They start arriving in stores in late October, those early Christmas presents better known as the fruitcake of the record industry--Christmas albums, that is, lumps of coal to be played as you and yours trim the tree and gulp down eggnog and wait for that cold front to drop the temperature down to a crisp 72. They come in all shapes and sizes--"star"-studded alterna-rocker collections, jingle-bell jazz discs, and middle-of-the-road favorites featuring Frank Sinatra, Luther Vandross, or John Tesh. This year, there's even something from a band called The Blue Hawaiians, which could best be described as "sleigh-rock," depending upon how charitable you feel at this time of year.
The one Christmas album we come back to each season (not counting the timeless A Charlie Brown Christmas, Vince Guaraldi's soundtrack to this or any other season) is Brave Combo's It's Christmas, Man!, which was originally released in Japan in 1991 on the P-Vine label and then in the States the following year on Rounder. A novelty that transcends the pejorative, it's a bona fide classic three years after its debut and worth coming back to because it's more a Brave Combo album than a Christmas album. Where the band members were once worried it would be dismissed by Westerners as a one-off gimmick, the album has actually sold in the tens of thousands with more copies moving each successive holiday season.
It's an ethnomusicologist's stocking stuffer on which "O, Christmas Tree" dances to a rollicking samba beat, "Feliz Navidad" is reborn as a cumbia, and the long-lost "Must Be Santa" delivers its present in a polka(-dot) package. If most Christmas albums are wrought with stuffy reverence or in-joke irrelevance (who needs the Dickies' "Fuck Christmas"), then Brave Combo treat the standards ("Frosty the Snowman," "Little Drummer Boy," "The Christmas Song") as though they were the stuff of tradition--folk music not bound to seasonal convention.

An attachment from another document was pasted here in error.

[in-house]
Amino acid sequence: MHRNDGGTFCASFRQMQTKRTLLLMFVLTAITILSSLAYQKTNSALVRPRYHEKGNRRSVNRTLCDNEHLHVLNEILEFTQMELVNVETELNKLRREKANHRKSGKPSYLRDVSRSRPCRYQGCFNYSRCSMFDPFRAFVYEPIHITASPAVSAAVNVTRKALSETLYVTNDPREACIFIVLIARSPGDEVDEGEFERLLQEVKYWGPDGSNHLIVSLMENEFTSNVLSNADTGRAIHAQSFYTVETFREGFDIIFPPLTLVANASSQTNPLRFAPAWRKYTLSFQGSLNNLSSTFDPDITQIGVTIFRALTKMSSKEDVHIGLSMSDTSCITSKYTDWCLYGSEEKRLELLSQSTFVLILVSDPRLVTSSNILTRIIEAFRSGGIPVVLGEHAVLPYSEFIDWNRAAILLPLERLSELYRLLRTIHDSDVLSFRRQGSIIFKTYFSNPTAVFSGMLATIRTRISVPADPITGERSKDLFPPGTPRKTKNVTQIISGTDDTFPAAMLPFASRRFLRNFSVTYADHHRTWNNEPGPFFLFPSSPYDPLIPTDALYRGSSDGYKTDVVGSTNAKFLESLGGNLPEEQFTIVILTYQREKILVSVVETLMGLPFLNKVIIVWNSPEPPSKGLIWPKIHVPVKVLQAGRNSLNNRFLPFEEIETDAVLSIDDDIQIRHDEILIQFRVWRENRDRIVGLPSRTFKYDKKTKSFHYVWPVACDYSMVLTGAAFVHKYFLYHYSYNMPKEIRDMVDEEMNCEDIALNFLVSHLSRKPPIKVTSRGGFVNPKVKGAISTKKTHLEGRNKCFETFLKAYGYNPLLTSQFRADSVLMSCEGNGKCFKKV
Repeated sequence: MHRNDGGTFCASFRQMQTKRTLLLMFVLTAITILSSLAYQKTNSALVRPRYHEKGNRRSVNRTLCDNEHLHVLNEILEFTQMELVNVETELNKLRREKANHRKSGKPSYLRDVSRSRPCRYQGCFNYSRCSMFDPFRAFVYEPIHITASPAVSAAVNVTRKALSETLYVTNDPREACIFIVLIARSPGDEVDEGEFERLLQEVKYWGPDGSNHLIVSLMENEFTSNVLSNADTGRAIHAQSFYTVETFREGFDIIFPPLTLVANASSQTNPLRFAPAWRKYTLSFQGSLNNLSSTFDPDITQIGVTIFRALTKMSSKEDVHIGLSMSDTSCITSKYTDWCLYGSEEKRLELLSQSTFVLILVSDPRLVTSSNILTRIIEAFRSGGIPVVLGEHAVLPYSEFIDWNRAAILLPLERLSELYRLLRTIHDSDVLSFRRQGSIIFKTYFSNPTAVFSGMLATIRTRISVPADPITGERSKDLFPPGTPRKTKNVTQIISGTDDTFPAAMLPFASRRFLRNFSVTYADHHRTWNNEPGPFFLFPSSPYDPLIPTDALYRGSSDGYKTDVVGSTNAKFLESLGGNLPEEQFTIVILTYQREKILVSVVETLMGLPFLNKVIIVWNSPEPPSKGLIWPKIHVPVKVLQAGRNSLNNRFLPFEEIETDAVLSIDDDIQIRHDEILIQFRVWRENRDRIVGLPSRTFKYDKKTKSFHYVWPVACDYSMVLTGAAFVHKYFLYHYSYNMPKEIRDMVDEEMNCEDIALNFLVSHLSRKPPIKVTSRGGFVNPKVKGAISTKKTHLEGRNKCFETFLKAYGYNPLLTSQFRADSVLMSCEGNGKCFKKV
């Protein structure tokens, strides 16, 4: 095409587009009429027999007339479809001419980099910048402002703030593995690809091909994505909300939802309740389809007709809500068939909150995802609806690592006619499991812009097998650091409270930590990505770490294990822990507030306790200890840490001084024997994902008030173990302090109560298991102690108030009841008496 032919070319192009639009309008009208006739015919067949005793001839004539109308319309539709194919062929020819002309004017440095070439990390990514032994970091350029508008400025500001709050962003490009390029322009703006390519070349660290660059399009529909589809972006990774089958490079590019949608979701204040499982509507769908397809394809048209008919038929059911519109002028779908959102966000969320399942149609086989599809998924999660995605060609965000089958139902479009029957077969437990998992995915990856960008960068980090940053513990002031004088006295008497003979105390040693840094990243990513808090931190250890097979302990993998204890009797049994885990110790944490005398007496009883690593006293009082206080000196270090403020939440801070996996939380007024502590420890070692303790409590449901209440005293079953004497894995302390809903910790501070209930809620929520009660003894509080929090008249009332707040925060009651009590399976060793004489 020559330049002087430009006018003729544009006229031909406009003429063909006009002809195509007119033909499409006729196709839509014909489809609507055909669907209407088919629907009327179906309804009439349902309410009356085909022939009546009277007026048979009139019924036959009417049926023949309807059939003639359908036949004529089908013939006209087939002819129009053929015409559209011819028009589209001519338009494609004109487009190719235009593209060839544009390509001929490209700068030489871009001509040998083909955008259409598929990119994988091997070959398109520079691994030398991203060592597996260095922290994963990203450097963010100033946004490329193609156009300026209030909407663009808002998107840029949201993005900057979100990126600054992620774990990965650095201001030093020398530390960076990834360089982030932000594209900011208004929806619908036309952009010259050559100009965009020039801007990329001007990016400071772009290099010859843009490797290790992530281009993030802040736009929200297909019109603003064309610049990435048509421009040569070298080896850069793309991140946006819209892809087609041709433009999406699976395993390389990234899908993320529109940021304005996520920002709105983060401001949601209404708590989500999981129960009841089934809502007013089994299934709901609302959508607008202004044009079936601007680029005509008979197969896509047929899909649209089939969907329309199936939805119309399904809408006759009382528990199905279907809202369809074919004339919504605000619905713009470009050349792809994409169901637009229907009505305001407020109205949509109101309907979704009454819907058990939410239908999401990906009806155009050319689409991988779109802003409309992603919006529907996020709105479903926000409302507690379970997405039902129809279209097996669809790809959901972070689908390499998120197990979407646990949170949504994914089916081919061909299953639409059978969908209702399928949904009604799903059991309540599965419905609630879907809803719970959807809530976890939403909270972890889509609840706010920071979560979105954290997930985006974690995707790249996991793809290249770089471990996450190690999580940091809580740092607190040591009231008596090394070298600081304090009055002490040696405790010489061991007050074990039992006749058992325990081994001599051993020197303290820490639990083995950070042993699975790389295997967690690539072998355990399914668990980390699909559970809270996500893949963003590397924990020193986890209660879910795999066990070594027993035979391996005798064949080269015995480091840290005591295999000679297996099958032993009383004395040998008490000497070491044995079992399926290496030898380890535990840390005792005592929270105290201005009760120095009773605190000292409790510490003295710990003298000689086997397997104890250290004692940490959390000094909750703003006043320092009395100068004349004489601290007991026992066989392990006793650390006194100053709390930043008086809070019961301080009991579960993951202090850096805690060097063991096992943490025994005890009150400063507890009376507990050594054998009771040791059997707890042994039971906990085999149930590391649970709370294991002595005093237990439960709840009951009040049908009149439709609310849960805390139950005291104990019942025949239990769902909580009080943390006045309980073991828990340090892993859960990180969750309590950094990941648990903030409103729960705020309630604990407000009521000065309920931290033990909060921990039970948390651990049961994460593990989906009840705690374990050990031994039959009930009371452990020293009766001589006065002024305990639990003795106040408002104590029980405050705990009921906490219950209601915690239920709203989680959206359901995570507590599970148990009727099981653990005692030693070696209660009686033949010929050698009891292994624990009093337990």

Brave Combo recreates the music using waltzes and cha-chas and rancheras, even straight-ahead jazz or the blues when performing "Frosty" and Charles Brown's "Please Come Home for Christmas" without a hint of irony. In the end--especially with the four originals, most notably Carl Finch's "It's Christmas" and the Bubba Hernandez-Jeff Barnes composition "Santa's Polka"--it's as worthy a Brave Combo album as Polkatharsis or Humansville. They even got a track on there for those who think Jesus was just a Jew--"Hanukkah, Oh Hanukkah," done up as the traditional hora.
Finch promises the band will debut a handful of new songs at this year's holiday show, including "We Three Kings" as a cha-cha and "Have Yourself a Merry Little Christmas" as a tango.
These guys aren't America's best bar band; they're the best band in America that still performs in bars.
Brave Combo performs its traditional holiday concert December 23 at Club Dada.